Recife

Recife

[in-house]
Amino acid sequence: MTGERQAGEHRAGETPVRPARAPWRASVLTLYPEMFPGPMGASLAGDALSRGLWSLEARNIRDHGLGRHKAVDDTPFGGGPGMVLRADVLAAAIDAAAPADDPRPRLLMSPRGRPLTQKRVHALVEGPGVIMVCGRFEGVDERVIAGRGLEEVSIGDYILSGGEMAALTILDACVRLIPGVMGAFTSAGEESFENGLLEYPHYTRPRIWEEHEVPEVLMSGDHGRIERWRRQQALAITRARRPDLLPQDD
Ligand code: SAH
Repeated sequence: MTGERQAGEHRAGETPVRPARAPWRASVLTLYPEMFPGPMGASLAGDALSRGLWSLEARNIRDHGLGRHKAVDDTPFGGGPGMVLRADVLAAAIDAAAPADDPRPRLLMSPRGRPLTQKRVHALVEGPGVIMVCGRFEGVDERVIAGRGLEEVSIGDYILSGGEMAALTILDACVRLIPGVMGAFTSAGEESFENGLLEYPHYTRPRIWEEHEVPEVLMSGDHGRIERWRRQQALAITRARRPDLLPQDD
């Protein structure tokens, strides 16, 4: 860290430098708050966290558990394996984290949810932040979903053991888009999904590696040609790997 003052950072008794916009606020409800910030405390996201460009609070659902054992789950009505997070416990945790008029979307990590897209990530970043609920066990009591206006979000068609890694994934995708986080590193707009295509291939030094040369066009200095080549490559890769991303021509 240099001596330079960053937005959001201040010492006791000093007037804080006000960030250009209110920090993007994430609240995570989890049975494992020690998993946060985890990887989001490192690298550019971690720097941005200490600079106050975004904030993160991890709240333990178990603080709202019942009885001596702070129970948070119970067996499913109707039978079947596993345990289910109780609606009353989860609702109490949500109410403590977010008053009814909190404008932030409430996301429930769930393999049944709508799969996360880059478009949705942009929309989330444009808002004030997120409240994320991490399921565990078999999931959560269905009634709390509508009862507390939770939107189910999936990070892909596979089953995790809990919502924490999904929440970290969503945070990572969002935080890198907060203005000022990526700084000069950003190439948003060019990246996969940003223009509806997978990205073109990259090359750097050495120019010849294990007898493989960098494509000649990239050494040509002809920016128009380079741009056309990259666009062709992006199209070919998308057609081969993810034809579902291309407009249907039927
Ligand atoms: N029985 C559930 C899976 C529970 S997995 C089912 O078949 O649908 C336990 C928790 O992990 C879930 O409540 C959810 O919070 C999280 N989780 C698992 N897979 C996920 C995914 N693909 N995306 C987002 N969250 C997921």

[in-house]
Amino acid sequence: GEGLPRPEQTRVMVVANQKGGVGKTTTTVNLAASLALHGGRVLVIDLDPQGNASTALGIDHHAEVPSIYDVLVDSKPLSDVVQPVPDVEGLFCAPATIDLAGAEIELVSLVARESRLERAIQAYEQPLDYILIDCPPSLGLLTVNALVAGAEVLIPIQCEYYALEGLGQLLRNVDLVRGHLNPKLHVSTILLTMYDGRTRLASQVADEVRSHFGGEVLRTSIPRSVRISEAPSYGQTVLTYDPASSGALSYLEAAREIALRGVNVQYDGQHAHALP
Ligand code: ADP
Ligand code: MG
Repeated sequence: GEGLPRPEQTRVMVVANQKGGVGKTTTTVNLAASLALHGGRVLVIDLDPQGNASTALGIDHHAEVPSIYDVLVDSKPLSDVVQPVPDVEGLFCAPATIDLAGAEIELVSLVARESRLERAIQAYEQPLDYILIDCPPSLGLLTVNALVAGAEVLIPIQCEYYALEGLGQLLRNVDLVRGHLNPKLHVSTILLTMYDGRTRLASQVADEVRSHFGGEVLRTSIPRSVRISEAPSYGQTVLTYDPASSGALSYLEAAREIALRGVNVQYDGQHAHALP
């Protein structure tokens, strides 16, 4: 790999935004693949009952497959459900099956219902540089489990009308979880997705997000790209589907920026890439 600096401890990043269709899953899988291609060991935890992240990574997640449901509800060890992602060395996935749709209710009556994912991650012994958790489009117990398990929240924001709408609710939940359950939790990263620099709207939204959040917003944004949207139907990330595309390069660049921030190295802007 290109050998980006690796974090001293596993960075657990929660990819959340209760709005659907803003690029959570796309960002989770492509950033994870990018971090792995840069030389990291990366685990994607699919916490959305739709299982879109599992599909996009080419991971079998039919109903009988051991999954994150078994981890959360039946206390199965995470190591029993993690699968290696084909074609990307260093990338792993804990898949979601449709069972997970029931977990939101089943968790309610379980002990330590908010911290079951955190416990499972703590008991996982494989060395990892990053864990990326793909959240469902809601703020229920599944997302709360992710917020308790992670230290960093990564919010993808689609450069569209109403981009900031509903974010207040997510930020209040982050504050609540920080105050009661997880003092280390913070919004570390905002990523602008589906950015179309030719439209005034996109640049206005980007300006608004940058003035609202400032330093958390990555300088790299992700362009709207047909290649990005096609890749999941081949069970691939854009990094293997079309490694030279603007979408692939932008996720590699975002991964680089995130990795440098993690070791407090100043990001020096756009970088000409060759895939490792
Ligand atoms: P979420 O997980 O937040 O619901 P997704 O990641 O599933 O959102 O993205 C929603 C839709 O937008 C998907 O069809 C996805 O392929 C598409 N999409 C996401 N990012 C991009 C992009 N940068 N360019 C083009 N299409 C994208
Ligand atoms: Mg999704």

Recife (.mw-parser-output .IPA-label-small{font-size:85%}.mw-parser-output .references .IPA-label-small,.mw-parser-output .infobox .IPA-label-small,.mw-parser-output .navbox .IPA-label-small{font-size:100%}Brazilian Portuguese: [ʁeˈsifi] ⓘ) is the state capital of Pernambuco, Brazil, on the northeastern Atlantic coast of South America. It is the largest urban area within both the North and the Northeast Region of Brazil. It is the largest city in Pernambuco state, and the fourth-largest urban area in all of Brazil, home to roughly 4,054,866 people including the adjacent suburbs; the metro population of the city of Recife was 1,653,461 in 2020.[4][5][6] Recife was founded by the colonial Portuguese Empire in 1537, serving as the main harbor of the Captaincy of Pernambuco—known for its large-scale production of sugar cane.[7] At one point, it was known as Mauritsstad, when it served as the capital city of the 17th century colony of New Holland of Dutch Brazil (founded by the Dutch West India Company). Situated at the confluence of the Rivers Beberibe and Capibaribe, before they drain into the South Atlantic Ocean, Recife is a major seaport along the Brazilian Atlantic coast. Its name is an allusion to the stone reefs that are present offshore. Together with the urban presence of the Beberibe and Capibaribe Rivers and their tributaries, the many additional unique, small islands—and more than 50 bridges linking them throughout the city—create a distinct maritime or "riviera" atmosphere, leading to Recife being known as the "Venice of Brazil". As of 2010[update], Recife has maintained the highest HDI of any state capital in Northeastern Brazil, and the second-highest of the entire Northern and Northeastern regions (second only to Palmas).[8] However, the city also is known as having some of the highest rates of gun violence in the entire country, despite also being considered the "safest state capital" in the Northeast. Although Recife often has a consistently higher crime rate than Brazil's South Region, it typically has a much lower crime rate than other regional capitals—such as Salvador or São Luís. Nonetheless, crime rose nearly 440% in 2015.[9] The waters along the coastline are also considered to be among the most dangerous “on earth”, as there have been many recorded shark attacks on swimmers at the beaches, including fatal incidents.